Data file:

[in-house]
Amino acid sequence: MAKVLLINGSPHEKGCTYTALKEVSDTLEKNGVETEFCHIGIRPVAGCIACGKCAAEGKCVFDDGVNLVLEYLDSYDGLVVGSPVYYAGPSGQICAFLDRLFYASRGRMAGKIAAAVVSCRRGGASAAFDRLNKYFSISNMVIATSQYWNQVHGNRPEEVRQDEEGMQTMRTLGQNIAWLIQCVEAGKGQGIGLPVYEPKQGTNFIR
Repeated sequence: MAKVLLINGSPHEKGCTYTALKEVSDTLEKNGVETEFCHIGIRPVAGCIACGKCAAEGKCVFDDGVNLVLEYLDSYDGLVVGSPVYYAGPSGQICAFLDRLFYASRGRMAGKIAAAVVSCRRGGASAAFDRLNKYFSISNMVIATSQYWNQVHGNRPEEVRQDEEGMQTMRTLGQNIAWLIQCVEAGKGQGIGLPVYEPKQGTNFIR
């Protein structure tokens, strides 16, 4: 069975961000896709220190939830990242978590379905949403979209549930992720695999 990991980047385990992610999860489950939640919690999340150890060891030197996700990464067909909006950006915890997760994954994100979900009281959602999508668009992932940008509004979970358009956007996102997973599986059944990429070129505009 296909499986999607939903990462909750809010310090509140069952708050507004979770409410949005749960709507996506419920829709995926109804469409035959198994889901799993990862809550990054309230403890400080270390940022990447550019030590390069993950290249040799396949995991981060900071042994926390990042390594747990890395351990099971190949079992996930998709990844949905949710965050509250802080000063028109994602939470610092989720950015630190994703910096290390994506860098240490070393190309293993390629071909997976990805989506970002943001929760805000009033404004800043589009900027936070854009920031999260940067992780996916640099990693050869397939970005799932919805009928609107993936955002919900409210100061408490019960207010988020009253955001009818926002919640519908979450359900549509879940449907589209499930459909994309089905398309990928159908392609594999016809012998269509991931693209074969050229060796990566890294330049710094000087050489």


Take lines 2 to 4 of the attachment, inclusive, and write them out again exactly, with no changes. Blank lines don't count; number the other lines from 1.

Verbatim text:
Amino acid sequence: MAKVLLINGSPHEKGCTYTALKEVSDTLEKNGVETEFCHIGIRPVAGCIACGKCAAEGKCVFDDGVNLVLEYLDSYDGLVVGSPVYYAGPSGQICAFLDRLFYASRGRMAGKIAAAVVSCRRGGASAAFDRLNKYFSISNMVIATSQYWNQVHGNRPEEVRQDEEGMQTMRTLGQNIAWLIQCVEAGKGQGIGLPVYEPKQGTNFIR
Repeated sequence: MAKVLLINGSPHEKGCTYTALKEVSDTLEKNGVETEFCHIGIRPVAGCIACGKCAAEGKCVFDDGVNLVLEYLDSYDGLVVGSPVYYAGPSGQICAFLDRLFYASRGRMAGKIAAAVVSCRRGGASAAFDRLNKYFSISNMVIATSQYWNQVHGNRPEEVRQDEEGMQTMRTLGQNIAWLIQCVEAGKGQGIGLPVYEPKQGTNFIR
């Protein structure tokens, strides 16, 4: 069975961000896709220190939830990242978590379905949403979209549930992720695999 990991980047385990992610999860489950939640919690999340150890060891030197996700990464067909909006950006915890997760994954994100979900009281959602999508668009992932940008509004979970358009956007996102997973599986059944990429070129505009 296909499986999607939903990462909750809010310090509140069952708050507004979770409410949005749960709507996506419920829709995926109804469409035959198994889901799993990862809550990054309230403890400080270390940022990447550019030590390069993950290249040799396949995991981060900071042994926390990042390594747990890395351990099971190949079992996930998709990844949905949710965050509250802080000063028109994602939470610092989720950015630190994703910096290390994506860098240490070393190309293993390629071909997976990805989506970002943001929760805000009033404004800043589009900027936070854009920031999260940067992780996916640099990693050869397939970005799932919805009928609107993936955002919900409210100061408490019960207010988020009253955001009818926002919640519908979450359900549509879940449907589209499930459909994309089905398309990928159908392609594999016809012998269509991931693209074969050229060796990566890294330049710094000087050489």